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A Letter from the General Minister to Pittsburgh Presbytery

Ubiquity
May 17, 2018

Ubiquity – “Presence everywhere or in many places, especially simultaneously.” (Merriam-Webster)

A more common theological synonym is “omnipresence,” which usually refers to God being everywhere at once, and sometimes to Christ’s abiding universal presence, as he promised his disciples, “I am with you always, to the end of the age.” (Matthew 28:20) While theologians often attribute “omnipresence” to God or to Christ, they do so rarely for the third Person of the Trinity, the Holy Spirit. So, on this Pentecost week, I’d like us to consider the ubiquity of the Spirit that is poured out at Pentecost, and what it means for how we relate to each other.

The Spirit of God is present already in Genesis 1. This Spirit comes upon prophets and rulers throughout the stories of God’s people recorded in Hebrew Scriptures. Sometimes the Spirit is given through anointing, other times through involuntary divine seizure. Such impartations are isolated and episodic. Sometimes the Spirit manifests in a person only once, as with the elders that Moses appointed to help lead Israel in its wilderness sojourn. (Numbers 11:25) Others, such as Samson, experience repeated experiences of the Spirit’s incursion and empowerment, but even those impartations are episodic and ephemeral.

Moses yearned that all Israel would be filled by the Holy Spirit. Ancient prophets foresaw the day when God’s Spirit would be poured out on all peoples. Yet that day was far-off and dim.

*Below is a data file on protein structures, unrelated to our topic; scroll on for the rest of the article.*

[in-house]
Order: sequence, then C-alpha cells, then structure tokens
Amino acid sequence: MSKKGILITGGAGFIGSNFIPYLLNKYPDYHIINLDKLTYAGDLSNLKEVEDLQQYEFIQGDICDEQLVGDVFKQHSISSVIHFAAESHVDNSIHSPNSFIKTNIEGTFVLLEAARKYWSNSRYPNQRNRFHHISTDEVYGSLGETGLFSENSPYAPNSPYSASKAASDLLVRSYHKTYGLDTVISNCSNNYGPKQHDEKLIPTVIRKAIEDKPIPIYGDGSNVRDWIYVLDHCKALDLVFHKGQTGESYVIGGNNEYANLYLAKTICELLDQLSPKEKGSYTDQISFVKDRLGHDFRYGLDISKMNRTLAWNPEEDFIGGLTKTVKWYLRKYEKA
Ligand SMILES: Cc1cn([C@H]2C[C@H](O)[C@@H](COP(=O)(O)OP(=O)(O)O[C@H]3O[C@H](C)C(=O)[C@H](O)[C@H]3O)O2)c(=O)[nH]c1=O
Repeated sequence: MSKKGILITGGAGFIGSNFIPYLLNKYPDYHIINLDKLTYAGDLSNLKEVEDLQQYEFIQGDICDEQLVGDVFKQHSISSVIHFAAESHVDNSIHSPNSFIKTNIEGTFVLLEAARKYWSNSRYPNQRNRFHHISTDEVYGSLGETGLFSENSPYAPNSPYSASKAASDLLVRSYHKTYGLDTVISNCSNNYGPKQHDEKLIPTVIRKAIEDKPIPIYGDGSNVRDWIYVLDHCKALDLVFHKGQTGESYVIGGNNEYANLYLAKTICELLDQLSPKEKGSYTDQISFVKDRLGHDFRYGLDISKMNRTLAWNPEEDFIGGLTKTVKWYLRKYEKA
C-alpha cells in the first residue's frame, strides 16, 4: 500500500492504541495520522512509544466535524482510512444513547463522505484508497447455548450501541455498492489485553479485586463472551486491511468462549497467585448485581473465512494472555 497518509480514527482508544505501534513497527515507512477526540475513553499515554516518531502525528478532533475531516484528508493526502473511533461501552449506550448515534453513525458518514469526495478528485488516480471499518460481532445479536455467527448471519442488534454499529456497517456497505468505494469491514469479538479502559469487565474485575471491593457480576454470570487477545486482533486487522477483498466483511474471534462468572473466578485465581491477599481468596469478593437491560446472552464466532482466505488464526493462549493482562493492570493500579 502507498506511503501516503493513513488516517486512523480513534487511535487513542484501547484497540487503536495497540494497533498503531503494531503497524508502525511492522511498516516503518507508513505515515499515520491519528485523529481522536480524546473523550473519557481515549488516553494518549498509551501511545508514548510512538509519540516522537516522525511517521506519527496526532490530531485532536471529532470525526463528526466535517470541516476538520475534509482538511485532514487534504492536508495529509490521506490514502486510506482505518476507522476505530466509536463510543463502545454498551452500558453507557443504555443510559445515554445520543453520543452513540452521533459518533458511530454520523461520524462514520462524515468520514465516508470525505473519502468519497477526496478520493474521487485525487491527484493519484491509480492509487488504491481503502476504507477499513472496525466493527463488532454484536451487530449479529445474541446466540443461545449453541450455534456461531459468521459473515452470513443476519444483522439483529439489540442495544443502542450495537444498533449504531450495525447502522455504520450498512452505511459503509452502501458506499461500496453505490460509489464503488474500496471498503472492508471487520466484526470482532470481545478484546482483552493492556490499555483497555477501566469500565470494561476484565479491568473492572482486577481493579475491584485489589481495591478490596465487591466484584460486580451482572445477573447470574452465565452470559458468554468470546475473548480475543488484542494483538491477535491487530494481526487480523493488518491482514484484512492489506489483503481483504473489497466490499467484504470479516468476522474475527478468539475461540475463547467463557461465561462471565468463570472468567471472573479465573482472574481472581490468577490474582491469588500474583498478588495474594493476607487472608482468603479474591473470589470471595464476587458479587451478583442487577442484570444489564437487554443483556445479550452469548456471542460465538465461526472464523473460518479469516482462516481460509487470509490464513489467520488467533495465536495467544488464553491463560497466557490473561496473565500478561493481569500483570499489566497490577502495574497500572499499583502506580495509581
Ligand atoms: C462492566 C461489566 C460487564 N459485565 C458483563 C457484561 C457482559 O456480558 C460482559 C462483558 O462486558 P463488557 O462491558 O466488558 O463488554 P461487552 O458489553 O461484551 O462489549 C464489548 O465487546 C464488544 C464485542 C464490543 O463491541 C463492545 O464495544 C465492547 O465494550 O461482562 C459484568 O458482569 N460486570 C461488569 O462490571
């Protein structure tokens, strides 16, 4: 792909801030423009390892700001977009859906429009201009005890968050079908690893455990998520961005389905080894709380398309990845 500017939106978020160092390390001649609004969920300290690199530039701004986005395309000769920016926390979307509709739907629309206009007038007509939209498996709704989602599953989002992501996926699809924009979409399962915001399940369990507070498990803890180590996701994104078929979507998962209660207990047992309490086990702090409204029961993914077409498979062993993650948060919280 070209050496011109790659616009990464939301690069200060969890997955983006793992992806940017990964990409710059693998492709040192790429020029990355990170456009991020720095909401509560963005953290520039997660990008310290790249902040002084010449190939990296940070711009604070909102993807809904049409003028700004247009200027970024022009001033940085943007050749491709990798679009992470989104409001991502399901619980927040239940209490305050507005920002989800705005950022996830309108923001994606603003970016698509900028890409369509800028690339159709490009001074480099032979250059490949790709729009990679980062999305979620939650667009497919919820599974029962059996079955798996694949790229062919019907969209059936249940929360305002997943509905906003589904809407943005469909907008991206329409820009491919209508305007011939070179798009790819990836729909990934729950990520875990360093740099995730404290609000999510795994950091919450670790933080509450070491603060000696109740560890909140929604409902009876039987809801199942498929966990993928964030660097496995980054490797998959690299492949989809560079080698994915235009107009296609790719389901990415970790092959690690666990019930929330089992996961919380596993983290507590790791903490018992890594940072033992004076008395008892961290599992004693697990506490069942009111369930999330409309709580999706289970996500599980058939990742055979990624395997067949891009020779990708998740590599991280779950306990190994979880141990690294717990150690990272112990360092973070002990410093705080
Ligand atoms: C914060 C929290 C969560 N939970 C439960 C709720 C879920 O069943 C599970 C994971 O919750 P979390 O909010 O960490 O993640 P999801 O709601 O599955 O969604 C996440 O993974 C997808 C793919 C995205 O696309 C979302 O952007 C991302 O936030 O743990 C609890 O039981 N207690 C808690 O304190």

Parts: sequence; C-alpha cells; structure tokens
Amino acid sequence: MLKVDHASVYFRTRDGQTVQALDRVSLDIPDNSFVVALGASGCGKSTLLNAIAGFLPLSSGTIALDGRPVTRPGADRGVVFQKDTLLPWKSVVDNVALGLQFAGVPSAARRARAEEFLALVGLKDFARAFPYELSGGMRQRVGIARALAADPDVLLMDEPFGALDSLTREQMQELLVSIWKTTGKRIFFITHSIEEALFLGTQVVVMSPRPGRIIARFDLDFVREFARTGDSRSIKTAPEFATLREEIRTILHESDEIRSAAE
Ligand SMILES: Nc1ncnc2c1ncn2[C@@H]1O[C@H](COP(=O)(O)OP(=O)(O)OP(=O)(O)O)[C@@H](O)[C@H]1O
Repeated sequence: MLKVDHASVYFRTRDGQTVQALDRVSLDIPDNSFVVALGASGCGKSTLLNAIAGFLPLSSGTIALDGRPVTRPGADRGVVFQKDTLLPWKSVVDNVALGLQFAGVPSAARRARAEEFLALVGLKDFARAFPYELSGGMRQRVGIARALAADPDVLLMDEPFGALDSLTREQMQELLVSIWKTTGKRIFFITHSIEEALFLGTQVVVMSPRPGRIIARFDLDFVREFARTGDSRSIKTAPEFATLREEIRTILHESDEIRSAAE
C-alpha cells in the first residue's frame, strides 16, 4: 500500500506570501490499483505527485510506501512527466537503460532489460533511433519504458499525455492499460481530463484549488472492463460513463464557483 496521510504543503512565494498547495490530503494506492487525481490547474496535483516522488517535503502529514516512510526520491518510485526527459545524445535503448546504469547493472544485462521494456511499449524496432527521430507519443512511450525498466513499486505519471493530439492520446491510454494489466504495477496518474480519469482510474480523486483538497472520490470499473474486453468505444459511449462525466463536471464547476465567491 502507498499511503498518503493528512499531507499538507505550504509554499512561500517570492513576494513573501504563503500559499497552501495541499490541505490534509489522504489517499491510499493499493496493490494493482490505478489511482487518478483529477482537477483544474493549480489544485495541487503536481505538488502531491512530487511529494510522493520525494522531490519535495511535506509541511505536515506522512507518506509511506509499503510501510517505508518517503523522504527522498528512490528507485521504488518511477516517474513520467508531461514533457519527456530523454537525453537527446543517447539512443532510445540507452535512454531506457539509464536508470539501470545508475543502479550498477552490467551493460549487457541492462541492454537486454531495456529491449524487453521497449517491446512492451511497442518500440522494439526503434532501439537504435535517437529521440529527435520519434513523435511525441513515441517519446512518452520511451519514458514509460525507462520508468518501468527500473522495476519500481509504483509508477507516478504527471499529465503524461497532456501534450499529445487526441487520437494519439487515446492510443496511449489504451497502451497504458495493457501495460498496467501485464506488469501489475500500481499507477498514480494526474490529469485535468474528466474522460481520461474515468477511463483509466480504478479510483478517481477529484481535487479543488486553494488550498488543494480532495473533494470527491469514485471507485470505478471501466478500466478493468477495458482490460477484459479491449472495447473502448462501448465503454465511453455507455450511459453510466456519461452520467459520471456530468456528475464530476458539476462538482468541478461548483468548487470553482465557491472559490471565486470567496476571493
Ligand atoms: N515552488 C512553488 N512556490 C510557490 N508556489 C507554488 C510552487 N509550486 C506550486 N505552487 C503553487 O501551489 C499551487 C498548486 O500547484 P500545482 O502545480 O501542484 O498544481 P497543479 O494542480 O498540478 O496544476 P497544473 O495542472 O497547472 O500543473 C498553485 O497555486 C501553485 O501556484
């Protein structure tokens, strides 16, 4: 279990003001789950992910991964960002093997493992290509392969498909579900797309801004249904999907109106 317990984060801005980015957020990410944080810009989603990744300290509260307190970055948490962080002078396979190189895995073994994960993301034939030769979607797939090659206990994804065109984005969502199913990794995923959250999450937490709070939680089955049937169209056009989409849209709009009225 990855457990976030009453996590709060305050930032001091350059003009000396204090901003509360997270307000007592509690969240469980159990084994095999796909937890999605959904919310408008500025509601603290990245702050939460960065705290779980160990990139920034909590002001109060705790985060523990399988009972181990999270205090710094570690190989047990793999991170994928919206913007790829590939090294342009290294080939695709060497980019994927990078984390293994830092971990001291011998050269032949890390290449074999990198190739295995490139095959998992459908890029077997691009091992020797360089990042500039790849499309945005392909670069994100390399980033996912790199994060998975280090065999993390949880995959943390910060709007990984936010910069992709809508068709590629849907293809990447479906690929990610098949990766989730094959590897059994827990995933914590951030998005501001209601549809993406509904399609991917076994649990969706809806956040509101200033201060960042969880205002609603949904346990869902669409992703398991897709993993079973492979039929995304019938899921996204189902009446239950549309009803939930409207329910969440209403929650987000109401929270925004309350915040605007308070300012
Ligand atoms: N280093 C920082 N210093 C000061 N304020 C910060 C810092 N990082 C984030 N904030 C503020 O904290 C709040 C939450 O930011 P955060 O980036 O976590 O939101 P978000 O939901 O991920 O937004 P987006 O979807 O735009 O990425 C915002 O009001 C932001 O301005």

Until the Day of Pentecost recorded in Acts 2. Suddenly the Spirit was poured out on all the disciples, no exceptions. Peter exults, “This is what the prophet Joel was talking about! All kinds of people are included – young and old, men and women, people from nearby and faraway alike. Whoever calls on the name of the Lord, in fact!”

Earlier generations had seen this same Spirit rest upon this person or that, every now and then. But only with Pentecost is God’s desire to fill all humanity with the Spirit made publicly manifest. Not only is the Spirit given to everyone – the Spirit now abides within and among us, rather than resting on us only episodically.

Pentecost discloses God’s redemption program to bring all creation into conformity with God’s original intent. Upon whom does God pour out the Spirit? Everyone who calls on the name of the Lord. “Every kind of people!” is how Eugene Peterson renders it in The Message.

There was no doctrinal subscription card the Pentecost disciples had to sign before they were candidates for the outpouring of the Spirit. They came from all nations, young and old, men and women. Some had been with Jesus all along, others were novices to his way. Some had stayed faithful through thick and thin (notably the women who lingered with Jesus at the cross and came first thing Easter morning to anoint him with burial spices), while others, like Peter, bailed on him when he needed their support most. All of them were filled with the Spirit on Pentecost. They all began to glorify God in new languages.

When the wind and fire of Pentecost fill the house, no-one gets left out. We bear witness to this ubiquity of the Spirit by affirming the integrity and importance of everyone in our fellowship. If God’s Spirit makes no exceptions, how can we?

The reason we insist that everyone has a place in our fellowship regardless of external condition is because that is precisely what Pentecost discloses as God’s will. “No person shall be denied membership [in the church] for any reason not related to profession of faith.... Failure to do so constitutes a rejection of Christ himself and causes a scandal to the Gospel.” (Book of Order G-1.0302)

The panoply of humanity is the theater of the Spirit’s outpouring. Ubiquity. Everyone, everywhere. We don’t welcome all or insist on principles of full representation to be politically correct, but we welcome all because this is the way of the Holy Spirit who inundates the church indiscriminately on Pentecost. And this same Spirit is with us today. Are we ready for the ubiquity of the Spirit to be fully manifest among us?

In Pentecost joy,



The Rev. Dr. Sheldon W. Sorge, General Minister

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